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  • Karttunen, Toni (2014)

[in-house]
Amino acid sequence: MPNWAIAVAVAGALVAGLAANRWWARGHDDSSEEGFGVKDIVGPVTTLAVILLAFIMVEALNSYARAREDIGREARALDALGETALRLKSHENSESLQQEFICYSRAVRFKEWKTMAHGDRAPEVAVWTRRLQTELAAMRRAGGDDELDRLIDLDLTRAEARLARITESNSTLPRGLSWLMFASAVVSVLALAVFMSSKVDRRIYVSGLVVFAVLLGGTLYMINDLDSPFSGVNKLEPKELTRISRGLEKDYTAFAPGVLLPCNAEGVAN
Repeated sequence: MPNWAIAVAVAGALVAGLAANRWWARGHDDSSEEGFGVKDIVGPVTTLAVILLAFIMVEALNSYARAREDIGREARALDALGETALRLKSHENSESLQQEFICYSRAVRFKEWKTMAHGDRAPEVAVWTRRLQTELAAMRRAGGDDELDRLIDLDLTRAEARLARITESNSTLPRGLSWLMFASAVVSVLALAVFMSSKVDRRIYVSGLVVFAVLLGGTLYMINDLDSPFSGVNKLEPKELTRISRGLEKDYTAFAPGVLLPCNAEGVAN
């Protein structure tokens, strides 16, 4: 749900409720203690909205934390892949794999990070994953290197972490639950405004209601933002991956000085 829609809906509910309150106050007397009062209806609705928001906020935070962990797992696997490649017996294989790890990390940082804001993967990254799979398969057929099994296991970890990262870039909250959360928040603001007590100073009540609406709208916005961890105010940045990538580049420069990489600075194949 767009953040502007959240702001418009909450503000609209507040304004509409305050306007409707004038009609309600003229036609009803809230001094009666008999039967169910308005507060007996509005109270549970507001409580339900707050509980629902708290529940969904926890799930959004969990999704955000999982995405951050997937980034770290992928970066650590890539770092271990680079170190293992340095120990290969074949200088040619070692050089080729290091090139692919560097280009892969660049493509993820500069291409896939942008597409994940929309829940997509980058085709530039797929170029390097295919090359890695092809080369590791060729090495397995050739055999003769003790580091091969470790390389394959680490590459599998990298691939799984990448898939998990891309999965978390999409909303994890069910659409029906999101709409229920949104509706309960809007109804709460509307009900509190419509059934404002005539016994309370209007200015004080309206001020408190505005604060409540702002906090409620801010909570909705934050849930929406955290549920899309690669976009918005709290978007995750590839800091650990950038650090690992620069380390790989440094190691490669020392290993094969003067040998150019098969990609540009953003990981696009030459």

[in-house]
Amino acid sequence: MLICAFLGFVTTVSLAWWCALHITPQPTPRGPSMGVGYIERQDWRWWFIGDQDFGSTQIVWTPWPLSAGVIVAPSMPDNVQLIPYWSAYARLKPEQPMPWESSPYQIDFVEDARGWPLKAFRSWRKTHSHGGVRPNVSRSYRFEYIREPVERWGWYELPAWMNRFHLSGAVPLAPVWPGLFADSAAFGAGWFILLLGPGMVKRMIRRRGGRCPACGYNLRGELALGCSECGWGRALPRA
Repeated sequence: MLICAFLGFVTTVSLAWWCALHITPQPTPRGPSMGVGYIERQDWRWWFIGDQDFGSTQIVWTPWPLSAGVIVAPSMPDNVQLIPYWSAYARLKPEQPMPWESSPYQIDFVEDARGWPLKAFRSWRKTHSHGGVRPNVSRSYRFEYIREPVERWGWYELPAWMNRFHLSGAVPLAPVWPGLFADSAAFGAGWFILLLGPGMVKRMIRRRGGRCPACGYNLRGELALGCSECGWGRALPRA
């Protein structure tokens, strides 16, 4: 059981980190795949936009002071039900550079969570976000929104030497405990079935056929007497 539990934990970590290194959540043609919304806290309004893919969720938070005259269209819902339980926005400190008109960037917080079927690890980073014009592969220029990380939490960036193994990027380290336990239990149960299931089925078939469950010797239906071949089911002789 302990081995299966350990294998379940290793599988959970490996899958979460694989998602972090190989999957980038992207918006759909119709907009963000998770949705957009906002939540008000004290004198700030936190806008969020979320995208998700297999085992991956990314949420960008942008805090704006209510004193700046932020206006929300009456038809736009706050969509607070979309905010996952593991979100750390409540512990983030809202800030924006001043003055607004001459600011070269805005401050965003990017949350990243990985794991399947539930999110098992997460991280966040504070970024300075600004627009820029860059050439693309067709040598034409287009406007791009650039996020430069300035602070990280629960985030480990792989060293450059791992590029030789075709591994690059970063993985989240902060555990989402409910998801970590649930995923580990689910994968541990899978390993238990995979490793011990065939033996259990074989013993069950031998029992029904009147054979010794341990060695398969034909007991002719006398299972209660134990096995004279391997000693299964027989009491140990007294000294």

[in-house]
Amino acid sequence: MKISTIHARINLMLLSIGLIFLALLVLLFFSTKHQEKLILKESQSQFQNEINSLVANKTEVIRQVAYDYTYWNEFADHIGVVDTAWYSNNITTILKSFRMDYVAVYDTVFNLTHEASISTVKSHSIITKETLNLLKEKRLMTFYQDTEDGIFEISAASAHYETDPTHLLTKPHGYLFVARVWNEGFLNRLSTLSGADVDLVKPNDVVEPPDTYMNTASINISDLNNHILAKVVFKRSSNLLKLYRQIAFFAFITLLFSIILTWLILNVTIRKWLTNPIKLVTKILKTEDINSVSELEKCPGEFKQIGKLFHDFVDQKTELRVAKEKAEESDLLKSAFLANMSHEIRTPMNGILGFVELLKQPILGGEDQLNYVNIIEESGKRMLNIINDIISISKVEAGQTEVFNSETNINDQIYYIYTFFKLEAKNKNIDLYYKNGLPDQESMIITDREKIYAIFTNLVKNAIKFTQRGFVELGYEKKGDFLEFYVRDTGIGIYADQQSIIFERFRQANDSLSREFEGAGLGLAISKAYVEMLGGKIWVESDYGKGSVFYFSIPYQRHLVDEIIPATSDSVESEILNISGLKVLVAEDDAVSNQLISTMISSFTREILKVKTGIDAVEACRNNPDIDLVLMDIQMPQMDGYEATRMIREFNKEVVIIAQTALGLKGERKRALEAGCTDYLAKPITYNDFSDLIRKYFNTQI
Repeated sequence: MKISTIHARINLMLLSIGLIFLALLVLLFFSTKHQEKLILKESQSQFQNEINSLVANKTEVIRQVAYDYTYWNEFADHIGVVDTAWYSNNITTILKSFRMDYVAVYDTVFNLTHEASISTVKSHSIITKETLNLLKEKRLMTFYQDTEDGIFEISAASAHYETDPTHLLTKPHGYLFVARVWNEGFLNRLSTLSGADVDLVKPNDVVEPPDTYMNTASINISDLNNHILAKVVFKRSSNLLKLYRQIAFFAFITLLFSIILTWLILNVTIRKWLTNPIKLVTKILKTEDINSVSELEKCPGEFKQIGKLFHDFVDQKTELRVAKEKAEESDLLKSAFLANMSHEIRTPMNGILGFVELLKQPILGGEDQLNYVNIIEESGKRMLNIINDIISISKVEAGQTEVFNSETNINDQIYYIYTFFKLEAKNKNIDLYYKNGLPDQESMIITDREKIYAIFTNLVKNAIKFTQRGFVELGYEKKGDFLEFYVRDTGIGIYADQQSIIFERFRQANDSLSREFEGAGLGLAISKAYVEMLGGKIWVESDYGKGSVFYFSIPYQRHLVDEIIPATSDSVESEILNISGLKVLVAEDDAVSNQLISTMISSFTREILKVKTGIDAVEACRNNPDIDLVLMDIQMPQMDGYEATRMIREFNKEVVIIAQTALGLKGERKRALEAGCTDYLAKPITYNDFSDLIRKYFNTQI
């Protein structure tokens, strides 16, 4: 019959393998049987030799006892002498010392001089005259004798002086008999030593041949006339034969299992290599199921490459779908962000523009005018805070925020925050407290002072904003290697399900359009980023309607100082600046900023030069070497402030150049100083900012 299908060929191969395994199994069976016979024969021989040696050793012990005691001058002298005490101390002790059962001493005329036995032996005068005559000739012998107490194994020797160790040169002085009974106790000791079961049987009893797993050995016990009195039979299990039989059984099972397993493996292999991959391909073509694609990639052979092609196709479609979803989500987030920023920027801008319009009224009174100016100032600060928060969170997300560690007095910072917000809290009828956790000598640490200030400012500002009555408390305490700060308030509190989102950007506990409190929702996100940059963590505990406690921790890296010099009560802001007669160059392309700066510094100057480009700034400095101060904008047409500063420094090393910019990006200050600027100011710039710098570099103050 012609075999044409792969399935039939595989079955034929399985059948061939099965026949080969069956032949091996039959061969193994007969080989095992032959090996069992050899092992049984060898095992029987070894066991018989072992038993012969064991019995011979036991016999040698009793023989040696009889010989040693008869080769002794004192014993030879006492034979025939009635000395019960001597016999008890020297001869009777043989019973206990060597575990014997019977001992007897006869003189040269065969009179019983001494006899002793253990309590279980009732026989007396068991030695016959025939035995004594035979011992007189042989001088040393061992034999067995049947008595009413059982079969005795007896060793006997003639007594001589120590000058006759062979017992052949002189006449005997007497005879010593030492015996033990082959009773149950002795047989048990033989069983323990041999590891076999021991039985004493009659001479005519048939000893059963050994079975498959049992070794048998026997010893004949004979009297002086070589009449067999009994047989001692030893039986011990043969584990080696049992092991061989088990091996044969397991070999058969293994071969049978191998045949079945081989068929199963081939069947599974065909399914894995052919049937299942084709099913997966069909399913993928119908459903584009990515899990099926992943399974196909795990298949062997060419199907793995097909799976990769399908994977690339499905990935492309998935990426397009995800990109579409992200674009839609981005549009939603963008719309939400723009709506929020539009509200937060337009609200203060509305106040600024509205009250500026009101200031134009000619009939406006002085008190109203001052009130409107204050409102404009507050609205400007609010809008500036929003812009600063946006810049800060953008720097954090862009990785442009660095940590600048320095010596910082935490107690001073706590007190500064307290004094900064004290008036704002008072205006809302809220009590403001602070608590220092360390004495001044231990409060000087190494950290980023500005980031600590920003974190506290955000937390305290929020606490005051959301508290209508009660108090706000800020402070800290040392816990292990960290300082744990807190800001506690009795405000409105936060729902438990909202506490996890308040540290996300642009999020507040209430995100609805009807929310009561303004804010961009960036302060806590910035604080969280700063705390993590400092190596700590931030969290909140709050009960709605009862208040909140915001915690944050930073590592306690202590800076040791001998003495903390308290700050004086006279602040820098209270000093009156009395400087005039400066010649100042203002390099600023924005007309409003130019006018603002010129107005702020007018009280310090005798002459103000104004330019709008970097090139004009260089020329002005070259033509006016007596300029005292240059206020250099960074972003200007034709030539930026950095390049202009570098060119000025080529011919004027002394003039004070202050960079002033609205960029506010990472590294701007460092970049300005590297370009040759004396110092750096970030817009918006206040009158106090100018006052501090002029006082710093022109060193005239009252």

Urban forests of Helsinki city are managed in multiple ways and several forest values are taken into account in forest management. Strong forest management actions that change the forest landscape radically have been done quite seldom, which has increased the proportion of old forests. The risk of spruce bark beetle (Ips typographus) outbreaks is often evident especially in older Norway spruce (Picea abies) forests of low vitality. In the winter of 2011 to 2012 storms caused windfalls in some areas of the urban forests in Helsinki city, which increased the risk of spruce bark beetle outbreaks even more. The objective of this study was to assessment the risk of spruce bark beetle outbreaks in the urban forest of Helsinki city and present future forest management recommendations to control the spruce bark beetle damage. Monitoring with pheromone baited traps was used as the main investigation method. Results were compared with spruce bark beetle risk estimates found in literature. Other factors affecting the risk of spruce bark beetle, for example the amount of living Norway spruces infested with the spruce bark beetle, were observed as well. Monitoring with pheromone traps was carried out with 36 traps in three regions in Helsinki Central Park and in one region in Herttoniemi between 6th of May and 4th of July in 2013. Pheromone trap model, WitaTrap Multi Funnel, and pheromone bait Ipsowit® Standard were manufactured by Witasek company. Altogether 79 210 spruce bark beetles were trapped. According to the monitoring results the risk of spruce bark beetle can be high in one region in Central Park area. Living Norway spruces infested by the spruce bark beetle were found in two regions and also in one area outside the investigation area. Based on the results the areas with greatest risk to spruce bark beetle damage were the neighboring areas of previous damage as well as forests with suitable breeding material for the spruce bark beetle. The risk can also be high in Norway spruce forests of low vitality and in recently formed, sun-exposed forest edges dominated by Norway spruce. Forest management recommendations in short time interval to control the spruce bark beetle risk are as follows 1) forest monitoring and removal of spruce bark beetle infested live Norway spruces before Midsummer, 2) observation of storm damage and removal of large diameter Norway spruce windfalls as a rule, 3) monitoring the weather conditions and 4) following national announcements related to the spruce bark beetle risk status. Forest management recommendations for longer time interval are phased regeneration fellings of risk prone Norway spruce forests and changing the forest structures more resistant to spruce bark beetle damage in the future.